Nine battalions of Territorial infantry and eleven batteries, all belonging to the Wessex Division, which arrived in Bombay on November 9th, have now been drafted to the various stations where they are destined to spend their period in India. The 4th Wessex Brigade RFA includes a large number of Dartmouth men ... The 4th Devonshires have gone to Fenczepore, the 5th to Multan, which is a city of the Punjab, 200 miles south-west of Lahore. The 5th Somerset Light Infantry have been sent to Madras and Jubbulpore, the 4th Dorsetshires to Mhow, and the 4th Wiltshires to Delhi. The 5th Hampshires are stationed at Poona and Allahabad, the 6th at Dinapore, and the 7th at Bombay ... The 1st Devonshire Battery is at Allahabad, the 2nd at Dinapore, and the 3rd at Barrackpore.

The newspaper also included extracts from letters home from the men. Private J F Pound, a member of No 2 Battery, wrote about the comforts they were experiencing:

We left [the docks] on Wednesday evening at nine o'clock and arrived at Dinapore on Saturday afternoon at four o'clock, covering a distance of 1056 miles in 67 hours ...The railway is worked like ours at home, but the carriages have more windows and the seats are hard boards ...When we arrived at the cantonment all the horses were taken away and put in stables by natives ...We then had some supper, which was cooked by natives, but which was very good ...Our beds are of iron with one mattress of hair, one bolster, three sheets, and one blanket. There is a carpet and also a box to keep our kit in, and each has a basin to wash in. When we awoke in the morning we had tea brought in and a native came to shave us and ... clean boots and buttons. The buildings are large and cool ... there is a reading room, and wet and dry canteens.


But only a week after this encouraging news, the Chronicle sadly reported Harold's death in a shooting accident. He had been in India only three weeks.

Captain H Wilton Fatally Injured

It is with the deepest regret we have to announce the death, on Saturday last, of Captain Harold Wilton, No 2 Battery, 4th Wessex Brigade, RFA, stationed at Dinapore India, second son of Mr T Wilton, JP, CC (Mayor of Dartmouth).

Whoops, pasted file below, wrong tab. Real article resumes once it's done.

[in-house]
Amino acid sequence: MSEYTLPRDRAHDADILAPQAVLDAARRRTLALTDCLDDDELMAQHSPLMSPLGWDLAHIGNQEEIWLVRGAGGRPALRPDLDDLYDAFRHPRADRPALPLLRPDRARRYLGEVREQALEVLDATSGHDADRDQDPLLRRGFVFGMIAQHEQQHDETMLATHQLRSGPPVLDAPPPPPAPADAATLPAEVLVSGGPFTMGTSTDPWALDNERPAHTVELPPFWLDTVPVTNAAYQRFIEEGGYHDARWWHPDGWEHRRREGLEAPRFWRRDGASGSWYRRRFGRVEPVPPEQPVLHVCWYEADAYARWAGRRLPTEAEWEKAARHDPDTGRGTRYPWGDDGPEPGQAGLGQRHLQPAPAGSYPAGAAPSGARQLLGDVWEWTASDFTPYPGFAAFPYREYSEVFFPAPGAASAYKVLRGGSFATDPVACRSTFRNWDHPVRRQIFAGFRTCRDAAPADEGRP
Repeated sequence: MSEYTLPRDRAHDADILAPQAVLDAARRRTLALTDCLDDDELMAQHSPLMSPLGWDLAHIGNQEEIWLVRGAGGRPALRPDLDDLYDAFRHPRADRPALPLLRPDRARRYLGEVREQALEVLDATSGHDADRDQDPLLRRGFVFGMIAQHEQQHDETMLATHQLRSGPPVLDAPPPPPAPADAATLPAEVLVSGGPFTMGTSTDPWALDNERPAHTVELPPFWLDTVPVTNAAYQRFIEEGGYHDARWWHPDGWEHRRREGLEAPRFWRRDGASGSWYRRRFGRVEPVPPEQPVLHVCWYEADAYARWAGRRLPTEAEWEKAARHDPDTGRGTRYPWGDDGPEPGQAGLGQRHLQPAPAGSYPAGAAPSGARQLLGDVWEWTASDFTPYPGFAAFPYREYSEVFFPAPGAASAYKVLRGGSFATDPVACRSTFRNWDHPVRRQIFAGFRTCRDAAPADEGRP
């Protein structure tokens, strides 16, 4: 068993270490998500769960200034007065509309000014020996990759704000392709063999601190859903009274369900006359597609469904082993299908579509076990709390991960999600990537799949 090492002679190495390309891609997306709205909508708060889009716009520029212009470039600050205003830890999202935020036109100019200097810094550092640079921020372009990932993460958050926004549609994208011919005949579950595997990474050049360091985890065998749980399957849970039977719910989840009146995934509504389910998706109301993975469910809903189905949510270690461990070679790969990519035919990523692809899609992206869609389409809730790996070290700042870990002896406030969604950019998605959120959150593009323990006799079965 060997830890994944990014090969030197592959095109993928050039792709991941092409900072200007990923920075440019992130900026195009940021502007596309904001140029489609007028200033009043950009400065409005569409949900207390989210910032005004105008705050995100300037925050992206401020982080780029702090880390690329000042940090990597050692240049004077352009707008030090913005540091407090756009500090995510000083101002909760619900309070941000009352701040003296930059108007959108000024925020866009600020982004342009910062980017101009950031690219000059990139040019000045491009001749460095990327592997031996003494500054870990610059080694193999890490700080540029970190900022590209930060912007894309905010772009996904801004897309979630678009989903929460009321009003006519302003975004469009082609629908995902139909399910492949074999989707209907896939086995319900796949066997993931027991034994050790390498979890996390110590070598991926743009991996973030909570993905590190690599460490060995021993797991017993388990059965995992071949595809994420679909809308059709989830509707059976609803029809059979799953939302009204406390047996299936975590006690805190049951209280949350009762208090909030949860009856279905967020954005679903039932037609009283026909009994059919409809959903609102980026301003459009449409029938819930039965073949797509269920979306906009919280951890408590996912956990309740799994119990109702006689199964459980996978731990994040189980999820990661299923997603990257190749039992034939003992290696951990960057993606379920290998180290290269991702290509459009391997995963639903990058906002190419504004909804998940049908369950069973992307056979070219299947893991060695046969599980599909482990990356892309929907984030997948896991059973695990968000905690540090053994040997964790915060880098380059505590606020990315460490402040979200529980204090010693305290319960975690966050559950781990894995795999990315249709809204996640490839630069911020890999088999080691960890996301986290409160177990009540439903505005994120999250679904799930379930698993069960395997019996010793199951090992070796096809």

On Friday last, Mr Wilton received a telegram conveying the information that his son had met with a shooting accident and had been badly injured, and on Sunday the sad news was received that the injuries had proved fatal.

Throughout the whole town the greatest sorrow was caused by the untimely death of the young officer, and on Sunday the borough and other flags were at half-mast ...

Elsewhere the paper commented:

The sympathy of the whole of the burgesses is with the Mayor and his family in their particularly sad bereavement. Once again the hand of death has claimed a young life full of promise, one who was esteemed by all who knew him. By the death of Captain Harold Wilton, the men of the 4th Wessex Brigade have lost a good officer, and one whose place it will be difficult to fill. Although the deceased young gentleman succumbed to injuries accidentally received, he was a true patriot, and died while in the service of his King and Country.

Harold died on 28th November 1914 and was buried in Dinapore Cemetery the following day.


Although Harold's death was reported widely in local newspapers in the South-West, his name was not included on any public memorial in Dartmouth. However, he is commemorated on the private family memorial in Longcross Cemetery, which also commemorates other members of his family, including his mother and father. He is therefore included on our database.


Information Held on Database

Service Number:
Military Unit:2nd Devon Battery, 4th Wessex Brigade, RFA
Date of Death:28 Nov 1914
Age at Death:24
Cause of Death:Shooting accident
Action Resulting in Death:
Place of Death:Dinapore, India
Place of Burial:Dinapore, India
Born or Lived in Dartmouth?Yes
On Dartmouth War Memorial?No
On St Saviour's Memorials?No
On St Petrox Memorials?No
On Flavel Church Memorials?No
In Longcross Cemetery?Yes
In St Clement's Churchyard?No
On a Private Memorial?Yes
Name of Private Memorial:Wilton Family Memorial
On Another Memorial?Yes
Name of Other Memorial:Dartmouth Chronicle Obituary

This information was last updated on Friday 28 November 2014 at 02:40:31.